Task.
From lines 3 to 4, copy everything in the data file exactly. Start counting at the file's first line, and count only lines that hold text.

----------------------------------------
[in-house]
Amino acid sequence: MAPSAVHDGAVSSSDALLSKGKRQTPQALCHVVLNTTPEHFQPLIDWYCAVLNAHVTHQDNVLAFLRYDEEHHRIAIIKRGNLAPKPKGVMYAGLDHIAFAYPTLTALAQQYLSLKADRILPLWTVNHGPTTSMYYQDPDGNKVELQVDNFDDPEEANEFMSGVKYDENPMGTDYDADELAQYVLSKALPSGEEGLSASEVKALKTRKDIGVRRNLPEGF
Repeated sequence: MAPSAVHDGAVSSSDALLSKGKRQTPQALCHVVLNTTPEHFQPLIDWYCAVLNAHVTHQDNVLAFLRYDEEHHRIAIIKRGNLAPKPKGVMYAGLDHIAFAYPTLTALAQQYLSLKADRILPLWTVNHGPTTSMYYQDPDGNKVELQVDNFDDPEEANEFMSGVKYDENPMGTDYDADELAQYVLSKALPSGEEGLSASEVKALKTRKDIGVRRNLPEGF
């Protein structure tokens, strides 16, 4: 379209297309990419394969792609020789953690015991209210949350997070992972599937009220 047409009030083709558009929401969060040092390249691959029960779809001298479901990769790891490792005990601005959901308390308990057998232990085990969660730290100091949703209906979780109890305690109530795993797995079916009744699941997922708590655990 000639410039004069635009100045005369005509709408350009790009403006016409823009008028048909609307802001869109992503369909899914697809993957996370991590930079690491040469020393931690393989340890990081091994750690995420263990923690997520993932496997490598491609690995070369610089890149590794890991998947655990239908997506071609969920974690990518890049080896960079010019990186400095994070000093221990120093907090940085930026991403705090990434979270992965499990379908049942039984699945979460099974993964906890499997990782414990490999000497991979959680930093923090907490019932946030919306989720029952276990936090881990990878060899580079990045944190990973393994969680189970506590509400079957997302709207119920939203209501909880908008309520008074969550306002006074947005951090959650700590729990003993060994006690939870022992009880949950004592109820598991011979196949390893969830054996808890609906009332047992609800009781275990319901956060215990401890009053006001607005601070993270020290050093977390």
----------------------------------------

Repeated sequence: MAPSAVHDGAVSSSDALLSKGKRQTPQALCHVVLNTTPEHFQPLIDWYCAVLNAHVTHQDNVLAFLRYDEEHHRIAIIKRGNLAPKPKGVMYAGLDHIAFAYPTLTALAQQYLSLKADRILPLWTVNHGPTTSMYYQDPDGNKVELQVDNFDDPEEANEFMSGVKYDENPMGTDYDADELAQYVLSKALPSGEEGLSASEVKALKTRKDIGVRRNLPEGF
């Protein structure tokens, strides 16, 4: 379209297309990419394969792609020789953690015991209210949350997070992972599937009220 047409009030083709558009929401969060040092390249691959029960779809001298479901990769790891490792005990601005959901308390308990057998232990085990969660730290100091949703209906979780109890305690109530795993797995079916009744699941997922708590655990 000639410039004069635009100045005369005509709408350009790009403006016409823009008028048909609307802001869109992503369909899914697809993957996370991590930079690491040469020393931690393989340890990081091994750690995420263990923690997520993932496997490598491609690995070369610089890149590794890991998947655990239908997506071609969920974690990518890049080896960079010019990186400095994070000093221990120093907090940085930026991403705090990434979270992965499990379908049942039984699945979460099974993964906890499997990782414990490999000497991979959680930093923090907490019932946030919306989720029952276990936090881990990878060899580079990045944190990973393994969680189970506590509400079957997302709207119920939203209501909880908008309520008074969550306002006074947005951090959650700590729990003993060994006690939870022992009880949950004592109820598991011979196949390893969830054996808890609906009332047992609800009781275990319901956060215990401890009053006001607005601070993270020290050093977390």